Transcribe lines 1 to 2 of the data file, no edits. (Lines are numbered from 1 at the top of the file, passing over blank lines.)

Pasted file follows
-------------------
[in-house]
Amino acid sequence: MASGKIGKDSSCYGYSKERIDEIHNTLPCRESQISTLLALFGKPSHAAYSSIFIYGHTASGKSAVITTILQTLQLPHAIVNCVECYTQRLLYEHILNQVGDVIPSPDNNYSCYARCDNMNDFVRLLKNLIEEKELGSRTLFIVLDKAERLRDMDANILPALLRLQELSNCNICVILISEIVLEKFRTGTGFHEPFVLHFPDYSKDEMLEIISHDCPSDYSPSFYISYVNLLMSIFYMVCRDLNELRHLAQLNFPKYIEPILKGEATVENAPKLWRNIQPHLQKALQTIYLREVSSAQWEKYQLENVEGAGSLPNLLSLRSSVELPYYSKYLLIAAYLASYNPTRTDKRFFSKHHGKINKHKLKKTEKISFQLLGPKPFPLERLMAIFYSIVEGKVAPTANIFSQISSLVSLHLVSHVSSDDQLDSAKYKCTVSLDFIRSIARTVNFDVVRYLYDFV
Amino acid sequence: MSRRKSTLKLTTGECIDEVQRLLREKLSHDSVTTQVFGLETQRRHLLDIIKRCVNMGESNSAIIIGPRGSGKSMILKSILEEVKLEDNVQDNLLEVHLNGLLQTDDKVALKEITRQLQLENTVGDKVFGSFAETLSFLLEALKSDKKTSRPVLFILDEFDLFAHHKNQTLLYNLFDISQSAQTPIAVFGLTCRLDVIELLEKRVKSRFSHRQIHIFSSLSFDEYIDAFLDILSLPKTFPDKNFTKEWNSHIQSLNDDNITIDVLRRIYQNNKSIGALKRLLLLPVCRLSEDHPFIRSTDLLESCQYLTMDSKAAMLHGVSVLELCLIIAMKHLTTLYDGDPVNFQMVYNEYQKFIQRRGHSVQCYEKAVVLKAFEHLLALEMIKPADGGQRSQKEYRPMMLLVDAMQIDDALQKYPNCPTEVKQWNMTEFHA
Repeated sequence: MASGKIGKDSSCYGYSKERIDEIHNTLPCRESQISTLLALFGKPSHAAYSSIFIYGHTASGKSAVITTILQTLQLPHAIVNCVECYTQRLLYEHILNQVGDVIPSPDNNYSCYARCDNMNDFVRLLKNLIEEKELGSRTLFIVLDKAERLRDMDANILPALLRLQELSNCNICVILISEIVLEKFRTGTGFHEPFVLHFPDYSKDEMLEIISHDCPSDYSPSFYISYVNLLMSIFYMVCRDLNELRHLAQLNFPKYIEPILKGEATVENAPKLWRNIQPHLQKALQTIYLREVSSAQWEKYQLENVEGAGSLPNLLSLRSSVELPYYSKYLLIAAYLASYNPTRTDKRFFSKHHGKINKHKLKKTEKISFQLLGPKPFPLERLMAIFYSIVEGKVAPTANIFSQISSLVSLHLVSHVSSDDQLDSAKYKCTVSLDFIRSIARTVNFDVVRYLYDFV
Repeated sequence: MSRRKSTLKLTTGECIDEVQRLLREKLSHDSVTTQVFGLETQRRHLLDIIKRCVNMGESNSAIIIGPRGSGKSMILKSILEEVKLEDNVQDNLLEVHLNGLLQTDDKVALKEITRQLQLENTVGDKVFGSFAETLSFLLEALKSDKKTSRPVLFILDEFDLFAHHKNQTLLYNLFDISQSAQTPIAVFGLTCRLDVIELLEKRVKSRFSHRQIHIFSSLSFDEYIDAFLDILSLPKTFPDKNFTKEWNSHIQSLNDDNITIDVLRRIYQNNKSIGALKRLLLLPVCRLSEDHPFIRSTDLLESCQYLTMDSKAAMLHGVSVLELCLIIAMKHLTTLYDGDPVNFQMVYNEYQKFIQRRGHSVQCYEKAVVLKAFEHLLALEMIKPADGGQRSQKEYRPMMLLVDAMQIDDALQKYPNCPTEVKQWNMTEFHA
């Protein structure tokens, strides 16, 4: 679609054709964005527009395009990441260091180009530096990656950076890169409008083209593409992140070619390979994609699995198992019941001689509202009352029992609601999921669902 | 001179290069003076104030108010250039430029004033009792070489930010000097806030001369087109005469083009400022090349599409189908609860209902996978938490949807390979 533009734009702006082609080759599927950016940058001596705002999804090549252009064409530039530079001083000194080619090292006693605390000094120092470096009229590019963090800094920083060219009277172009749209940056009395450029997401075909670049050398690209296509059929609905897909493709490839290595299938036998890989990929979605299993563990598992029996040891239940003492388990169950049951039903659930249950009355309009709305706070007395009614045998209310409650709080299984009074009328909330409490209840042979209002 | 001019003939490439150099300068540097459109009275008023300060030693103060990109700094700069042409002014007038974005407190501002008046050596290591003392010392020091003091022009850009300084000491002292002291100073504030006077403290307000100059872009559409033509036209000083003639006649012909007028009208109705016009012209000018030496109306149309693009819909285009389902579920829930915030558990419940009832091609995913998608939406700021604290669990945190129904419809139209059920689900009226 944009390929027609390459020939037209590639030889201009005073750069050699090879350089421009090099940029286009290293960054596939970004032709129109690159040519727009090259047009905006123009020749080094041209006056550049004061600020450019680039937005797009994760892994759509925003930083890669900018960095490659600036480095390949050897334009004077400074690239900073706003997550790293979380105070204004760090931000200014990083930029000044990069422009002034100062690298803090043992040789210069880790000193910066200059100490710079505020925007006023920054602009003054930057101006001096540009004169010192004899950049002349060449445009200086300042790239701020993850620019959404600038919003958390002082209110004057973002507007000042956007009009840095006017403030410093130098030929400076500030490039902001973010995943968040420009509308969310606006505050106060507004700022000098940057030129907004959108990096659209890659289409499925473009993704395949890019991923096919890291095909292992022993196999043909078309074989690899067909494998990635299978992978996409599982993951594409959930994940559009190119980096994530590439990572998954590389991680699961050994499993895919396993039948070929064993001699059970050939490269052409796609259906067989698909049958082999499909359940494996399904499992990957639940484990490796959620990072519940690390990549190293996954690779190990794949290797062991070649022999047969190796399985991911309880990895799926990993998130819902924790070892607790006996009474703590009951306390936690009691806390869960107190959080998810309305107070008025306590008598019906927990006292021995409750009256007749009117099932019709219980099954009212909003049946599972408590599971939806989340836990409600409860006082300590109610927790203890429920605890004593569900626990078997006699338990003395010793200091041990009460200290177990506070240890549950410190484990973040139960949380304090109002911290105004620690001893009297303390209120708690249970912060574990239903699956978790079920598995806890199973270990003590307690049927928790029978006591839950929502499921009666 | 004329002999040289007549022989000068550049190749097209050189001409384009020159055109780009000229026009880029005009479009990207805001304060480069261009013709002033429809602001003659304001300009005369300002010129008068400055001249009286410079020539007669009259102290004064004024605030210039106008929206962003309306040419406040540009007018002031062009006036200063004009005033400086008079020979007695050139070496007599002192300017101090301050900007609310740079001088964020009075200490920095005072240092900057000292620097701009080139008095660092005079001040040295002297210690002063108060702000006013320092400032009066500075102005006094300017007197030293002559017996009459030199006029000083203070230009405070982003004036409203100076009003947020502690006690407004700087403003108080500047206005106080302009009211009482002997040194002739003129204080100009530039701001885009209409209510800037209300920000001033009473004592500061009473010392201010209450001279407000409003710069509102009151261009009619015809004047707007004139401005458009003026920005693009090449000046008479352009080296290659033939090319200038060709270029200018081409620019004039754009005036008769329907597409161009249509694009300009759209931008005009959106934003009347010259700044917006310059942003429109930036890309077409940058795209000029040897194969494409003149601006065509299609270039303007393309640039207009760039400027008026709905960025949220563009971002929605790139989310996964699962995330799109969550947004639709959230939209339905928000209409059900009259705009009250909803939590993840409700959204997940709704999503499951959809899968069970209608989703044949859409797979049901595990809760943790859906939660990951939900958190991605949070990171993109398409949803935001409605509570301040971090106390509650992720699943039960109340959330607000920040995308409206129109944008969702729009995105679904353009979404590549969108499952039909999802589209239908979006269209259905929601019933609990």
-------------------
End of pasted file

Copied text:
[in-house]
Amino acid sequence: MASGKIGKDSSCYGYSKERIDEIHNTLPCRESQISTLLALFGKPSHAAYSSIFIYGHTASGKSAVITTILQTLQLPHAIVNCVECYTQRLLYEHILNQVGDVIPSPDNNYSCYARCDNMNDFVRLLKNLIEEKELGSRTLFIVLDKAERLRDMDANILPALLRLQELSNCNICVILISEIVLEKFRTGTGFHEPFVLHFPDYSKDEMLEIISHDCPSDYSPSFYISYVNLLMSIFYMVCRDLNELRHLAQLNFPKYIEPILKGEATVENAPKLWRNIQPHLQKALQTIYLREVSSAQWEKYQLENVEGAGSLPNLLSLRSSVELPYYSKYLLIAAYLASYNPTRTDKRFFSKHHGKINKHKLKKTEKISFQLLGPKPFPLERLMAIFYSIVEGKVAPTANIFSQISSLVSLHLVSHVSSDDQLDSAKYKCTVSLDFIRSIARTVNFDVVRYLYDFV